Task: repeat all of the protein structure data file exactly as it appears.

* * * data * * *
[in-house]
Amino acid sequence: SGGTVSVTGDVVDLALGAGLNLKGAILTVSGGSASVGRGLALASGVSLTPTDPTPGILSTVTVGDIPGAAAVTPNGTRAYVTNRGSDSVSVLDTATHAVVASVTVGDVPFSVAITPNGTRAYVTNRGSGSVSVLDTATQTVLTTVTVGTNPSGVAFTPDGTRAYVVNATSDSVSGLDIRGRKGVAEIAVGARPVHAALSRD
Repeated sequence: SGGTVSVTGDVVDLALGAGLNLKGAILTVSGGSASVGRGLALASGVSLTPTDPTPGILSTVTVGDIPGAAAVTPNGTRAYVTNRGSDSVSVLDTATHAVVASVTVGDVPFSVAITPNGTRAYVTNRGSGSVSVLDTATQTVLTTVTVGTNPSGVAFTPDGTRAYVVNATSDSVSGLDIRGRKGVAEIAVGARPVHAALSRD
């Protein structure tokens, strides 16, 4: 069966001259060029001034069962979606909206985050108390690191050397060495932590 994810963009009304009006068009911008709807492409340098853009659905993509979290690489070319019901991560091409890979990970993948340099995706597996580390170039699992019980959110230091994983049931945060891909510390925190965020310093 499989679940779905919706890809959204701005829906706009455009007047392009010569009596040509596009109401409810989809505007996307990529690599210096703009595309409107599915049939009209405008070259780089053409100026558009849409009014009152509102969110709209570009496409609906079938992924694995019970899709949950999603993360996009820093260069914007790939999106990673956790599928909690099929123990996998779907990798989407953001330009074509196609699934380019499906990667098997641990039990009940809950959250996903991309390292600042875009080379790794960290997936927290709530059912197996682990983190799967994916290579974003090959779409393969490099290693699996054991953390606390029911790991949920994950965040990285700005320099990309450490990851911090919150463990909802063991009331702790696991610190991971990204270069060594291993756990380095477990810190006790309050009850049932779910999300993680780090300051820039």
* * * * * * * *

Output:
[in-house]
Amino acid sequence: SGGTVSVTGDVVDLALGAGLNLKGAILTVSGGSASVGRGLALASGVSLTPTDPTPGILSTVTVGDIPGAAAVTPNGTRAYVTNRGSDSVSVLDTATHAVVASVTVGDVPFSVAITPNGTRAYVTNRGSGSVSVLDTATQTVLTTVTVGTNPSGVAFTPDGTRAYVVNATSDSVSGLDIRGRKGVAEIAVGARPVHAALSRD
Repeated sequence: SGGTVSVTGDVVDLALGAGLNLKGAILTVSGGSASVGRGLALASGVSLTPTDPTPGILSTVTVGDIPGAAAVTPNGTRAYVTNRGSDSVSVLDTATHAVVASVTVGDVPFSVAITPNGTRAYVTNRGSGSVSVLDTATQTVLTTVTVGTNPSGVAFTPDGTRAYVVNATSDSVSGLDIRGRKGVAEIAVGARPVHAALSRD
């Protein structure tokens, strides 16, 4: 069966001259060029001034069962979606909206985050108390690191050397060495932590 994810963009009304009006068009911008709807492409340098853009659905993509979290690489070319019901991560091409890979990970993948340099995706597996580390170039699992019980959110230091994983049931945060891909510390925190965020310093 499989679940779905919706890809959204701005829906706009455009007047392009010569009596040509596009109401409810989809505007996307990529690599210096703009595309409107599915049939009209405008070259780089053409100026558009849409009014009152509102969110709209570009496409609906079938992924694995019970899709949950999603993360996009820093260069914007790939999106990673956790599928909690099929123990996998779907990798989407953001330009074509196609699934380019499906990667098997641990039990009940809950959250996903991309390292600042875009080379790794960290997936927290709530059912197996682990983190799967994916290579974003090959779409393969490099290693699996054991953390606390029911790991949920994950965040990285700005320099990309450490990851911090919150463990909802063991009331702790696991610190991971990204270069060594291993756990380095477990810190006790309050009850049932779910999300993680780090300051820039």